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India-US shippers hit by three rounds of hefty rate hikes in January

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MUMBAI : Indian shippers are getting flooded with general rate increase (GRI) and peak season surcharge (PSS) notices as container lines attempt to maximise pricing out of the troubled Red Sea waters.

MSC has just put out its third round of GRI and PSS plans for January, which together make up a total US$5,000-per-box increase for the month on the India-US trade.

The Geneva-based liner, which saw one of its ships attacked in the Red Sea in late December, will implement a GRI of US$1,000 per container for all cargo shipped out of India to the US East/West/Gulf coasts and San Juan (Puerto Rico) from 29 January.

MSC Agency (India), in a customer advisory, noted that the GRI is necessary to “maintain the high level of reliability and efficiency of its services to meet the needs of customers.”

The carrier also said this hike plan comes on top of the two GRI announcements already lined up to take effect from 10 January and 22 January, covering a US$500-per-container each.

Similarly, it will push through a fresh PSS of US$1,600 per container on the same trade lane from 29 January, after announcing surcharges of US$500 per container from 10 January and US$800 per box from 22 January.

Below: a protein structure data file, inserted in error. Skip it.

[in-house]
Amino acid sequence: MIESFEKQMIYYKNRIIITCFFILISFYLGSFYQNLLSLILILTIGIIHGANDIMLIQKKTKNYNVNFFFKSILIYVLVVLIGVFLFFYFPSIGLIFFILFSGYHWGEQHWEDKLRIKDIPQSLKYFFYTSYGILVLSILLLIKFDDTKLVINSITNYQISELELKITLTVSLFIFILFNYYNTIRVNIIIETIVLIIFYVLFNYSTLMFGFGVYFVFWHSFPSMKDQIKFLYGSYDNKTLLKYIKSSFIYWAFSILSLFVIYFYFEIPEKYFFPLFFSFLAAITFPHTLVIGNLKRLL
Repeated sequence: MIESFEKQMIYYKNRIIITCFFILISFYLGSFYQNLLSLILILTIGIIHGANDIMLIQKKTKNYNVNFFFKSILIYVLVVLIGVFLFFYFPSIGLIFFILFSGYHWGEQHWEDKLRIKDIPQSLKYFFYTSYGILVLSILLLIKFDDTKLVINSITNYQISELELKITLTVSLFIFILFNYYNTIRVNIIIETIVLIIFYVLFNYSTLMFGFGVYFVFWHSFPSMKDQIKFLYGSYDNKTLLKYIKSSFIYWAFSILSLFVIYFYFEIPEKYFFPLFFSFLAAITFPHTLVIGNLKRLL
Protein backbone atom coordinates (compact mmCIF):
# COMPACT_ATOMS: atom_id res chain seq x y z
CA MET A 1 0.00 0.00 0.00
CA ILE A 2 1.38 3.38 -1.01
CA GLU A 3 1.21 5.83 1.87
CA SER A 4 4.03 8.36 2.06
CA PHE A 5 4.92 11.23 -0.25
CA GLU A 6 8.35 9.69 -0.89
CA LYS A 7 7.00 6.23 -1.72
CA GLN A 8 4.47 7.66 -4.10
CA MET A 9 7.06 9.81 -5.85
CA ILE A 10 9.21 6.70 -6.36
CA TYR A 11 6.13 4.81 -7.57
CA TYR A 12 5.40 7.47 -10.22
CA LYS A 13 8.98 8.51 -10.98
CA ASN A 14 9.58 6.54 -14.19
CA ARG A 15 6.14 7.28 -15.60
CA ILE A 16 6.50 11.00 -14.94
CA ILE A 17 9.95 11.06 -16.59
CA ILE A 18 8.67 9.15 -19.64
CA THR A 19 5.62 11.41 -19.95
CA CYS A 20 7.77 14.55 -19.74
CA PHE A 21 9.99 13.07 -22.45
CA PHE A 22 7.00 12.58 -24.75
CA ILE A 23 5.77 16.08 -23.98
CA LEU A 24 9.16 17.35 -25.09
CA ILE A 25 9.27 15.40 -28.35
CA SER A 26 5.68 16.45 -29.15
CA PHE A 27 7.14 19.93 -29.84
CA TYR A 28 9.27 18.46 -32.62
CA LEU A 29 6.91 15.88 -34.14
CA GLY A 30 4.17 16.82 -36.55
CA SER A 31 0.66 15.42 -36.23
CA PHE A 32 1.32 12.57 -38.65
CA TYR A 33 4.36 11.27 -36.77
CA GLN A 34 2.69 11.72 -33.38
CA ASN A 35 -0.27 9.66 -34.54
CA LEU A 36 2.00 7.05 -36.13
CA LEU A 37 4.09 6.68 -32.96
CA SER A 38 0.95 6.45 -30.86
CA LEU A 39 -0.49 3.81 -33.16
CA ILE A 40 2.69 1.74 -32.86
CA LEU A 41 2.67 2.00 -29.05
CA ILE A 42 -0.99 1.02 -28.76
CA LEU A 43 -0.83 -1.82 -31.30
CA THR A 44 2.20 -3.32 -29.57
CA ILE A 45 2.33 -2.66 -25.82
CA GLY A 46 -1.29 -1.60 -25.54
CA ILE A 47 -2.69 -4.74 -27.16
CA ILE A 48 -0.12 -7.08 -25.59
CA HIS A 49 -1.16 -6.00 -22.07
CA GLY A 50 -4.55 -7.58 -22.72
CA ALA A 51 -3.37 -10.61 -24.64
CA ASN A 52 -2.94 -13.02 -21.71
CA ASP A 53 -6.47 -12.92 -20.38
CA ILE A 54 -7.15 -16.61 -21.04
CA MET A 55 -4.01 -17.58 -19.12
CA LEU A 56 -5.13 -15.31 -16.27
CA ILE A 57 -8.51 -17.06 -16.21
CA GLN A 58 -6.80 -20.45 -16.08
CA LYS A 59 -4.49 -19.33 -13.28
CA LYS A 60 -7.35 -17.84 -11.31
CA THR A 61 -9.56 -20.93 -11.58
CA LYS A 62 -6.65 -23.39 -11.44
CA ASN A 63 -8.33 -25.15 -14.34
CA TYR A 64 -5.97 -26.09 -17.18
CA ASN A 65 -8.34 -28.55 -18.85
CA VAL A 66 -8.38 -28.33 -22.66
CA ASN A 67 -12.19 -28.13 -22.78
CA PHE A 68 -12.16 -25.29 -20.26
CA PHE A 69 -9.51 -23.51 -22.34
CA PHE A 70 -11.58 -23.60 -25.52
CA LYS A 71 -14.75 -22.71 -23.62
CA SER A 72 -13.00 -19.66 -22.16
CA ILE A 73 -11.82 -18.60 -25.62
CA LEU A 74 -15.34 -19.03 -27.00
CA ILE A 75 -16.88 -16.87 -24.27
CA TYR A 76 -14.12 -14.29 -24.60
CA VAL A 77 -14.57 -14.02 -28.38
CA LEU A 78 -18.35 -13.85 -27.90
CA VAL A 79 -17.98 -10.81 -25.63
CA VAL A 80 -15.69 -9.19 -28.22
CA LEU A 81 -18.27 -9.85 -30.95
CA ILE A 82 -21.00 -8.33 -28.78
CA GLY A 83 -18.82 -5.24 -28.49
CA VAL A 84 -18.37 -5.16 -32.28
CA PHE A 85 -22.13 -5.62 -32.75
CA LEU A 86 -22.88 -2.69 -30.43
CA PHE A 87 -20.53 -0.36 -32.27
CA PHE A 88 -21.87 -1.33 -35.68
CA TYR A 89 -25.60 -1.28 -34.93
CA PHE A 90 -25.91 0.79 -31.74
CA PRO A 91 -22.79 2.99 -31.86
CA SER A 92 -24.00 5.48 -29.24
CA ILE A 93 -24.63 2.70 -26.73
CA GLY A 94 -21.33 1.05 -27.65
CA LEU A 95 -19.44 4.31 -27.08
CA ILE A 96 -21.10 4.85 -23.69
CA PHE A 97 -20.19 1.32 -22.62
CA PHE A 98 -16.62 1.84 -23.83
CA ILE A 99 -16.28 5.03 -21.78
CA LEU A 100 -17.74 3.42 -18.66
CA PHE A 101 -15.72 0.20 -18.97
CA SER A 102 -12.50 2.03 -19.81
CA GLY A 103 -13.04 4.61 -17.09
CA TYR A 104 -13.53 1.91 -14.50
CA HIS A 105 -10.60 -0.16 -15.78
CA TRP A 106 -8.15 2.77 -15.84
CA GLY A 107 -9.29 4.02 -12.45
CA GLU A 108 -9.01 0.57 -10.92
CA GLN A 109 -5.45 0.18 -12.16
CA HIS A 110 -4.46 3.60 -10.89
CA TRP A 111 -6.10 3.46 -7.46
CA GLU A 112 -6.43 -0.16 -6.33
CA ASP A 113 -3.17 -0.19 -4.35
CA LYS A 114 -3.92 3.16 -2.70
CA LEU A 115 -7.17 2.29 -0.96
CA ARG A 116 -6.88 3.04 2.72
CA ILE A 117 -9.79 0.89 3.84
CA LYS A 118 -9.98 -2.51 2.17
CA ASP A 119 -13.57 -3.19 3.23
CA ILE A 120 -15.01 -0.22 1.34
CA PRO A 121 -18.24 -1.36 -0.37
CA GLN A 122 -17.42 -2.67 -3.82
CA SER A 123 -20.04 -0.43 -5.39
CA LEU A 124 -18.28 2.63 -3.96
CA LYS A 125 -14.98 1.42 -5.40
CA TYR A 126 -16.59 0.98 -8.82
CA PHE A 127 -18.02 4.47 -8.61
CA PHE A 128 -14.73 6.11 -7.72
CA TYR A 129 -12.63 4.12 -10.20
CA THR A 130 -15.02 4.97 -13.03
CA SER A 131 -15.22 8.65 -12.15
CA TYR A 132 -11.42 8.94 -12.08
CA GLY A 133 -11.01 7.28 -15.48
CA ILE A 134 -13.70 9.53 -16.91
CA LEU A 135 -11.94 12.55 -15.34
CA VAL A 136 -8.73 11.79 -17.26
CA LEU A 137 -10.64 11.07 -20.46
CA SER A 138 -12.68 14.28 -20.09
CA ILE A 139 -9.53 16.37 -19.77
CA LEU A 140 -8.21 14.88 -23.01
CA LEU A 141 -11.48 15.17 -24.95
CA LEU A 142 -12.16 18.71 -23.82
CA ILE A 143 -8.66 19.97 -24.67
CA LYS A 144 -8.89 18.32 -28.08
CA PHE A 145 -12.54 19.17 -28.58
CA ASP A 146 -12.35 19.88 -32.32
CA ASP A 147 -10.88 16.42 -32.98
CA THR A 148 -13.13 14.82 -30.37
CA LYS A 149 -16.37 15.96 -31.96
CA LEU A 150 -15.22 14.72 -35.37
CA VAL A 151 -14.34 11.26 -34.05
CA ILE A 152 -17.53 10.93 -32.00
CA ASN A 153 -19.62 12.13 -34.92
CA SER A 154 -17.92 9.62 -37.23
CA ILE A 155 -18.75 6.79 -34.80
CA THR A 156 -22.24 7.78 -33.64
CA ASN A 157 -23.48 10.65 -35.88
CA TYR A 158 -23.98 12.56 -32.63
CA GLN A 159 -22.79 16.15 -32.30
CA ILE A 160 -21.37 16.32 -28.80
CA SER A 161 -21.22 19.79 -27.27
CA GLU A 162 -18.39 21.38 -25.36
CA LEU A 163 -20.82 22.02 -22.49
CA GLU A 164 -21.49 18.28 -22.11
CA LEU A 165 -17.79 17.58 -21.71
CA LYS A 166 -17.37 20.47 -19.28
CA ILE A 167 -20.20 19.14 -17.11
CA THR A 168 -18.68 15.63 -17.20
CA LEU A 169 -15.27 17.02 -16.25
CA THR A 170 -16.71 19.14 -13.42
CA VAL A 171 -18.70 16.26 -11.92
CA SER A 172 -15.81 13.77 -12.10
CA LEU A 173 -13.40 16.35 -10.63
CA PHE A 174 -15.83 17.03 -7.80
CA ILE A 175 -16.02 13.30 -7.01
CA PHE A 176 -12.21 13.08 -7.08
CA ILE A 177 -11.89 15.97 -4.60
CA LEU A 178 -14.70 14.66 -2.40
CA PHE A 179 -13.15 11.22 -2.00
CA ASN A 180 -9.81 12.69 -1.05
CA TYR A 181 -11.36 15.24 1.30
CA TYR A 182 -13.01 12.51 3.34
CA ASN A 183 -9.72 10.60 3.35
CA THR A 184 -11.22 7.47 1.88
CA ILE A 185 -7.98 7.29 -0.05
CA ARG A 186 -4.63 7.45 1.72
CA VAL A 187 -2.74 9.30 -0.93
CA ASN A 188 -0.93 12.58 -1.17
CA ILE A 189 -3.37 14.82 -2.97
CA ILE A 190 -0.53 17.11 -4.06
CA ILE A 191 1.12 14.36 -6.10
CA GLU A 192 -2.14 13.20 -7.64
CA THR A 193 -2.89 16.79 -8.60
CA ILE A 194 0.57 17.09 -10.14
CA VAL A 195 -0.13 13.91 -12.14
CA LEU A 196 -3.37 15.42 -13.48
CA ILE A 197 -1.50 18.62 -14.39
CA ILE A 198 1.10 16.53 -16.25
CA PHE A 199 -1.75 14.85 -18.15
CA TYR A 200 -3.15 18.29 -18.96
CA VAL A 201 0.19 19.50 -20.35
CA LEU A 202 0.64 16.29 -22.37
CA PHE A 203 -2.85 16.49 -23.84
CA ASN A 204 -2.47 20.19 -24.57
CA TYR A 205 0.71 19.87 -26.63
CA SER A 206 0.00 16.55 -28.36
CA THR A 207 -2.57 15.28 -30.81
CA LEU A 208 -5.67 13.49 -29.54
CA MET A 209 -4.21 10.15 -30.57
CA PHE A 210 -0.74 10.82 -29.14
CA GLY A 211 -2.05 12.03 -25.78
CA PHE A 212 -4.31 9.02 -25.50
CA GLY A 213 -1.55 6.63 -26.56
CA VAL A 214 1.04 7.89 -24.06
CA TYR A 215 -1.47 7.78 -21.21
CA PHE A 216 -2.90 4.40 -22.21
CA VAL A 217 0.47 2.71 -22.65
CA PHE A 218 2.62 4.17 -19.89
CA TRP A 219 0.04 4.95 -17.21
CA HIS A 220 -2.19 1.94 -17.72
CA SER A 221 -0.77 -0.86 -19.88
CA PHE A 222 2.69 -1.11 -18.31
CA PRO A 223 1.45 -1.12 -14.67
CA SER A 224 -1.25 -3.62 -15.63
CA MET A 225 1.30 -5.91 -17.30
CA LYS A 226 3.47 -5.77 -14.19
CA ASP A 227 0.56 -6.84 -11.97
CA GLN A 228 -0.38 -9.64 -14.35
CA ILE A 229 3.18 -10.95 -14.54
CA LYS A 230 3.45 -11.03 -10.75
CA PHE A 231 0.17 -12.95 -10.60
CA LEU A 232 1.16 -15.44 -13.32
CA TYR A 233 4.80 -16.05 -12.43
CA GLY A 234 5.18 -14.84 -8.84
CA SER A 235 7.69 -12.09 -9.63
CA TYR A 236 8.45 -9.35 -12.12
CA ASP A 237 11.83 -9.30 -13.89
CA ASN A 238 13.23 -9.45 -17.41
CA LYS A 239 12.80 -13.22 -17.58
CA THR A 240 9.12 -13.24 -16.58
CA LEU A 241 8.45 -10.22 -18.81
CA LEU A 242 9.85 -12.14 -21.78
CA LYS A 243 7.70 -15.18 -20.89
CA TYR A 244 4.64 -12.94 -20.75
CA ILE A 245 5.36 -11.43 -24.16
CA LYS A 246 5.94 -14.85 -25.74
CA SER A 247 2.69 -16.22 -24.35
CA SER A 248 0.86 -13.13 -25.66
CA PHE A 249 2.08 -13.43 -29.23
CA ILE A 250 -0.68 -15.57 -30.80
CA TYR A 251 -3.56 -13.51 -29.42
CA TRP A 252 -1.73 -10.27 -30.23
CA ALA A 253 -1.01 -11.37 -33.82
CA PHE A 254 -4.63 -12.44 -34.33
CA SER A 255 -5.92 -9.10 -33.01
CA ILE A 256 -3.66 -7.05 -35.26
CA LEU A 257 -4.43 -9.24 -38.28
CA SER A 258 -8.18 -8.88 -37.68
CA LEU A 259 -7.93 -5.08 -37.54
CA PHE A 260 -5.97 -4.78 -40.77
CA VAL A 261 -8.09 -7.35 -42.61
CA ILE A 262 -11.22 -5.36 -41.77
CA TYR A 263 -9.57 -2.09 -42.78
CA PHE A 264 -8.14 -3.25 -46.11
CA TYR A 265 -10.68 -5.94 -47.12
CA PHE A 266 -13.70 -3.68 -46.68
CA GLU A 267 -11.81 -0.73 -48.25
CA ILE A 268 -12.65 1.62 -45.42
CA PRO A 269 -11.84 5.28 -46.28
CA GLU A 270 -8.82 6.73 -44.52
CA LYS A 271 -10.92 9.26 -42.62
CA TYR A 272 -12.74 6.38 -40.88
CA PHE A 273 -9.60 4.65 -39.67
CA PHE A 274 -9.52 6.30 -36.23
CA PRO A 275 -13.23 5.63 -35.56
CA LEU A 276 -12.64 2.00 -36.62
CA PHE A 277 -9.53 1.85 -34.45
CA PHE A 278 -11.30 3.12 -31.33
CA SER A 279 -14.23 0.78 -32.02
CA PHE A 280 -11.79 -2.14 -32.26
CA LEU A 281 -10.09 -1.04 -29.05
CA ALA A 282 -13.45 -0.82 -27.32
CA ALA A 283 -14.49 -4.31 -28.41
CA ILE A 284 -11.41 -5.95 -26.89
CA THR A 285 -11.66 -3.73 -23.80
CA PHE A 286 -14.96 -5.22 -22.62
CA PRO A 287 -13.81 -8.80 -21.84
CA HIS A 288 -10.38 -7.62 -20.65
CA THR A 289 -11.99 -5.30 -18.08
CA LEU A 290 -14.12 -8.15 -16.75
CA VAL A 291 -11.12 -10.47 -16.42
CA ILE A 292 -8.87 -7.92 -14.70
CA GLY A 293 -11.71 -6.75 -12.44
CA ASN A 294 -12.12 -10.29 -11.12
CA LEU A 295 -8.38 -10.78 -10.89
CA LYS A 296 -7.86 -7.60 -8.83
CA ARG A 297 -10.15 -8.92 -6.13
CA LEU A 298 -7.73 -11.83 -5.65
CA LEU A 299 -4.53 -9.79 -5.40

Other carriers serving Indian trades have also announced multiple rounds of hefty rate increase plans for January, including emergency surcharges.

According to freight forwarder sources, February increase plans will also be known in the coming days.

With the Red Sea crisis not easing, a reversal of services by major carriers to the Suez Canal route seems unlikely any time soon. This could mean further rate increases along with cargo delays as the disruption deepens across trade routes.

The situation is constantly evolving and remains highly volatile, and all available intelligence at hand confirms that the security risk continues to be at a significantly elevated level,” Maersk said in an operational update on 5 January.

The Danish carrier further noted, “We have therefore decided that all Maersk vessels due to transit the Red Sea / Gulf of Aden will be diverted south around the Cape of Good Hope for the foreseeable future.”

It went on to add, “By suspending voyages through the Red Sea / Gulf of Aden, we hope to bring our customers more consistency and predictability despite the associated delays that come with the re-routing.”

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